According to a census conducted by the Brazilian Institute of Geography and Statistics (IBGE), the so called Legal Amazon, that comprehends the states of Acre, Amapa, Amazonas, Mato Grosso, Para, Rondonia, Roraima, Tocantins, part of Maranhao and five cities of Goias, had already more than 20 million habitants in the year of 2000. It is not only a lot of people, but also a people with great cultural diversity. The Bolivian area of the biome, for example, has more than 150 different ethnical groups living there, points Costa.

This people, who have the privilege of living in this natural paradise, don't have as much life quality as one would expect. Villas Boas, who has had experiences in different army bases of the region, says “part of the people there is abandoned; with no condition what so ever to take part in citizenship”. They are in need of education, healthcare, transport and lodging.

As Novaes exposed in his speech, a big part of the deforestation process is associated to the creation of roads that cut the Amazon, tearing down trees around them and causing even more anthropism (men interference in nature). The terrible effects that the asphalt brings to the green vegetation quickly raise voices against the roads, but, the situation isn't that simple. Costa confesses feeling divided, “when I see it from the outside, I am against the construction of roads, but in the other hand, when I'm there and I see all the benefits they bring to the local population, I have to be in favor of them". While the world sees in the highways an abuse against nature, for the Amazon people they are the opportunity for a better life, with easier means of transportation, more food and medication arriving in the area.

The indians

The indian issue is also another tense problem in the Amazon. Sometimes idealized as "the good savage man", sometimes demonized because of the habits of his culture, the indian man doesn't receive the proper support from the government. There is the polemic matter of marking part of the territory as indian reserve, as it recently happened with the land of "Raposa Serra do Sol" in Brazil (a big territory that now belongs exclusively to the indians), but also the government obligation of offering decent conditions of housing, education and healthcare for this part of the population.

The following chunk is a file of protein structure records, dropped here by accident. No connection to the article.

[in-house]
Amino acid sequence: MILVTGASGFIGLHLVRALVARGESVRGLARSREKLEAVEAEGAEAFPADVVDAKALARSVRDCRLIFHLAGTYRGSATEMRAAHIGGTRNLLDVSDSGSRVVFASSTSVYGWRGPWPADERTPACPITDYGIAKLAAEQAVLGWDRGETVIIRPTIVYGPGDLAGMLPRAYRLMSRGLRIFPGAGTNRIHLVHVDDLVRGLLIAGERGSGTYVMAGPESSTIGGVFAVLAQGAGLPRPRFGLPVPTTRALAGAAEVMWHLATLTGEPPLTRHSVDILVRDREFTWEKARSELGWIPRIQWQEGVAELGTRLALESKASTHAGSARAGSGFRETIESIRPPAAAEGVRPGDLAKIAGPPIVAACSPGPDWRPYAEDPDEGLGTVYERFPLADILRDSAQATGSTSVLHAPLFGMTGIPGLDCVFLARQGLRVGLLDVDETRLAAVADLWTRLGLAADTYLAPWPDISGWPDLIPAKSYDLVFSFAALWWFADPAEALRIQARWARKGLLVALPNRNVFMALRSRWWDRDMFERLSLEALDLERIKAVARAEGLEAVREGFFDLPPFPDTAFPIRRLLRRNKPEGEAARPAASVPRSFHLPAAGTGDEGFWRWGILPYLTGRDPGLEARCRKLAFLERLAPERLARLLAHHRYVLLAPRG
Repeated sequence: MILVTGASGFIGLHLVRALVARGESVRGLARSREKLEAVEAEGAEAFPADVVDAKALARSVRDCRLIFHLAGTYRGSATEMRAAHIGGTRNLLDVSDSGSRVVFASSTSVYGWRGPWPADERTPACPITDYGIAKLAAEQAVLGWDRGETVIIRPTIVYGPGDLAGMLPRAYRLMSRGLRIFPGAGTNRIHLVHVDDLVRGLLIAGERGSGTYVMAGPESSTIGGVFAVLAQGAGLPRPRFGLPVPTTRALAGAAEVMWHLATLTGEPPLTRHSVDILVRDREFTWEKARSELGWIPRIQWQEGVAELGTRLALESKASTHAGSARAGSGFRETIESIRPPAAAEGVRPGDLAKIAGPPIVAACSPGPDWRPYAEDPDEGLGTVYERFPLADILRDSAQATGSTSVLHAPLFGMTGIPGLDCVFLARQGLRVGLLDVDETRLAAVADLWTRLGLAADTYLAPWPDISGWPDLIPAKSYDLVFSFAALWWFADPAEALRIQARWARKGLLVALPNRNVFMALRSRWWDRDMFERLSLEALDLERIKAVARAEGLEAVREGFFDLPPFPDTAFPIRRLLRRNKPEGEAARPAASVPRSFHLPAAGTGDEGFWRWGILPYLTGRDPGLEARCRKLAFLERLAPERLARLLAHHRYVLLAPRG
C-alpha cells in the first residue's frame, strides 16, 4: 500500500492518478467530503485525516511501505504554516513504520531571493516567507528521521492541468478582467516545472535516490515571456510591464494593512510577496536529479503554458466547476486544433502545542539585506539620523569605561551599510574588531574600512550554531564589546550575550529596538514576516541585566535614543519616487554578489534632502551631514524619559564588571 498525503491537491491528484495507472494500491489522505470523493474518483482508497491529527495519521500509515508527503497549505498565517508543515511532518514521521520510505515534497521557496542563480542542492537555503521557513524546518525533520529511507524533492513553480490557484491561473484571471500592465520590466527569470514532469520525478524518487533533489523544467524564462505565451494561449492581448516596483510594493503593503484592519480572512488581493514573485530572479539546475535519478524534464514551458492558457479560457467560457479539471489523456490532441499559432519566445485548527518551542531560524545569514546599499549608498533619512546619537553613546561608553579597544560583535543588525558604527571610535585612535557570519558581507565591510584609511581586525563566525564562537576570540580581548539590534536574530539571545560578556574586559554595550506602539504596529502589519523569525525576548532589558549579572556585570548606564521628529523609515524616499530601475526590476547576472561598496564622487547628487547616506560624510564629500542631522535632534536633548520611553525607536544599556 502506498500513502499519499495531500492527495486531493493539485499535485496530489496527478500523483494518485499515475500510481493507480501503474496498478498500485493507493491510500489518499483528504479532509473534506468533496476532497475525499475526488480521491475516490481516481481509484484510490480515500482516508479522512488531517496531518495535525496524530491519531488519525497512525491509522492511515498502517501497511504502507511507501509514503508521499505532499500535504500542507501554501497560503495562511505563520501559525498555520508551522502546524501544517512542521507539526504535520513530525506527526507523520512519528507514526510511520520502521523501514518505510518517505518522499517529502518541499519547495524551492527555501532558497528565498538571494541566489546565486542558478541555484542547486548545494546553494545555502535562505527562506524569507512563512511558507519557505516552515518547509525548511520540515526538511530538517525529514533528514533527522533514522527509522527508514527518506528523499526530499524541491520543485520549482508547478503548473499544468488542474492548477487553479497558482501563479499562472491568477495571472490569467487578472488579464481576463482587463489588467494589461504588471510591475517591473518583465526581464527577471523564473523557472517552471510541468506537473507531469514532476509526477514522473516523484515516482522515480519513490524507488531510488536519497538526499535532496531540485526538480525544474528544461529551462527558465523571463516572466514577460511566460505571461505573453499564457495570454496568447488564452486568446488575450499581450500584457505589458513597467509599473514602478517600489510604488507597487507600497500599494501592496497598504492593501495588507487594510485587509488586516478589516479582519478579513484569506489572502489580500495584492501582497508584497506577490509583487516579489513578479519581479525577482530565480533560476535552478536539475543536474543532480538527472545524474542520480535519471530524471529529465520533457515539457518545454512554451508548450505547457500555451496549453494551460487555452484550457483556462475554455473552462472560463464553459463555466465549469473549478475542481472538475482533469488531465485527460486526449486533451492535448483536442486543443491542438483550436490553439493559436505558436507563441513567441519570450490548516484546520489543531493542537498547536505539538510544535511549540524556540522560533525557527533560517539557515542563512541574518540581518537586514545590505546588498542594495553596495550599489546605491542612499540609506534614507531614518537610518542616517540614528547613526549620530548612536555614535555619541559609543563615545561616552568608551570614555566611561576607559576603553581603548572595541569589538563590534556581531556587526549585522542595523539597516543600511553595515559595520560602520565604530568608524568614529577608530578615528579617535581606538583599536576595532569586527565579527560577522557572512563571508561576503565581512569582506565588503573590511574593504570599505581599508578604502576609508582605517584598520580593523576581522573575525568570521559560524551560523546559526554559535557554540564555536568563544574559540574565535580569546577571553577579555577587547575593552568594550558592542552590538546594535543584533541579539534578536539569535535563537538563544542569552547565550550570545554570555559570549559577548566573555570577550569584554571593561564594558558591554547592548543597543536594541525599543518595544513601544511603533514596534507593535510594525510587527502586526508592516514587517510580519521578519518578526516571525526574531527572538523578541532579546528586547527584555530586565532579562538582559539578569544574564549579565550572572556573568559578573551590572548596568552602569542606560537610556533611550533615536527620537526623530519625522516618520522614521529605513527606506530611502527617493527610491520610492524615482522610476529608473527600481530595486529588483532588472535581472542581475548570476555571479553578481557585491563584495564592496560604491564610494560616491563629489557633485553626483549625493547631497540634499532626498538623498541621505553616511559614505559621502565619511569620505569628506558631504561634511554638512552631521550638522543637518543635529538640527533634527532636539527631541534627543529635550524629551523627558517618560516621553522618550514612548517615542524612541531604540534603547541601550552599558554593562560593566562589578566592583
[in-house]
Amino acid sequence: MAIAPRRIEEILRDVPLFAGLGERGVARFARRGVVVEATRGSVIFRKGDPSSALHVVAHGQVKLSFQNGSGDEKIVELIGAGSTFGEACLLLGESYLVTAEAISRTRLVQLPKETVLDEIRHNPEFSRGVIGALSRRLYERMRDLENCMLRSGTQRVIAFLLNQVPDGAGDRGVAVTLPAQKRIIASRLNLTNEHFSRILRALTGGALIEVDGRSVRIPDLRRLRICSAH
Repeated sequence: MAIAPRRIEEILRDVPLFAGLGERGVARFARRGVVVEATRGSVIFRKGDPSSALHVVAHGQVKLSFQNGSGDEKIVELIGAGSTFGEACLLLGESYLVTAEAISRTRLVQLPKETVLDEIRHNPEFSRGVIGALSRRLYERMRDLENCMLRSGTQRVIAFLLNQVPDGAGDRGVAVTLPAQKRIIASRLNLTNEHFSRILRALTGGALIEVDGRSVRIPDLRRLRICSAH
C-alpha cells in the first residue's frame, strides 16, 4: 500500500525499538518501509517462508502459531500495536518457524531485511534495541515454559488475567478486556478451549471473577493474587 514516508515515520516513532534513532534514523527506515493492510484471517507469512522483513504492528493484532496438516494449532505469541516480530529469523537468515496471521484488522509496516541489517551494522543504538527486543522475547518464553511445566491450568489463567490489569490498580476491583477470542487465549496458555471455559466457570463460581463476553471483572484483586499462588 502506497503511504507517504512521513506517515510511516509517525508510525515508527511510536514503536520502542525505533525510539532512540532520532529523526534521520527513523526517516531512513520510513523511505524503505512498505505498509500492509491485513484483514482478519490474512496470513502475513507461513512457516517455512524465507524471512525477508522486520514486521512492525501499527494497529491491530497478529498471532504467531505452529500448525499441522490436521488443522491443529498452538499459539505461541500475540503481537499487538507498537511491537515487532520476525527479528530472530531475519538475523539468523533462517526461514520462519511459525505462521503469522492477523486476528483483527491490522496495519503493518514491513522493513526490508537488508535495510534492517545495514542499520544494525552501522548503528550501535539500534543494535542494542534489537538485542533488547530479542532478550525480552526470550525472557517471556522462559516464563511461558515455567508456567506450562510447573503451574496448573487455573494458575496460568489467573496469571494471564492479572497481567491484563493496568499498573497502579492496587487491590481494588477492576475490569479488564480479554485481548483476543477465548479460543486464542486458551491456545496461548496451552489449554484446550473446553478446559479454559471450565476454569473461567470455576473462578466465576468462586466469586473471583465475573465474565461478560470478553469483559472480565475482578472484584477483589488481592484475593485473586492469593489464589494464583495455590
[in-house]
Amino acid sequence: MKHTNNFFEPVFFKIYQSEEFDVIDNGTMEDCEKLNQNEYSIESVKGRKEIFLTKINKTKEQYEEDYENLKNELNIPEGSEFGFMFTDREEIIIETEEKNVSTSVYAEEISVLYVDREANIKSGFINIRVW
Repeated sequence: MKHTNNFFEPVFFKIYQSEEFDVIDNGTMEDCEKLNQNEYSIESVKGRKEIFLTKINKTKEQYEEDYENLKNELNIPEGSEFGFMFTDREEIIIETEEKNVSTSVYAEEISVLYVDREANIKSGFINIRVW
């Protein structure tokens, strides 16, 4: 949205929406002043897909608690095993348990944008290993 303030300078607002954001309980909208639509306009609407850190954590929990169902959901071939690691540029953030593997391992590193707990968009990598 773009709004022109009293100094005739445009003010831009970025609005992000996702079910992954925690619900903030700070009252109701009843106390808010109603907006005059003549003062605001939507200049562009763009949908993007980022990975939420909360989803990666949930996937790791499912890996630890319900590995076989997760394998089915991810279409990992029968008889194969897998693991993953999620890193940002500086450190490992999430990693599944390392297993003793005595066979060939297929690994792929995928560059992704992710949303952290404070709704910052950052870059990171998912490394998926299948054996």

In a very polemic moment of the event, Villas Boas said that sometimes there is a great anthropological preoccupation of preserving some native tribes’ cultures, which occurs in a way that is distant from the actual human reality of that place. For example, he says, there is the Ianomami culture, in which the individuals have a life expectation of around 30 years, there is a high incidence of respiratory diseases because of the poor ventilation of the indian houses and high children mortality, thanks to sacrifices that are conducted by mothers in this culture.“What is the advantage of preserving such a culture?” he questions.

Studies show that the indian lands are yet better environmentally preserved, but in concern to this people life quality there is still controversy. A possible and balanced line of thinking is that the interference over the local cultures is inevitable as it happens naturally when indians and non-indians meet, and that ideally that process should be followed and conducted adequately. That is the position of general Villas Boas, who in his experiences in the forest has many times seen indians becoming prostitutes or alcoholic addicts after the contact with the white man.

Ana Fernandes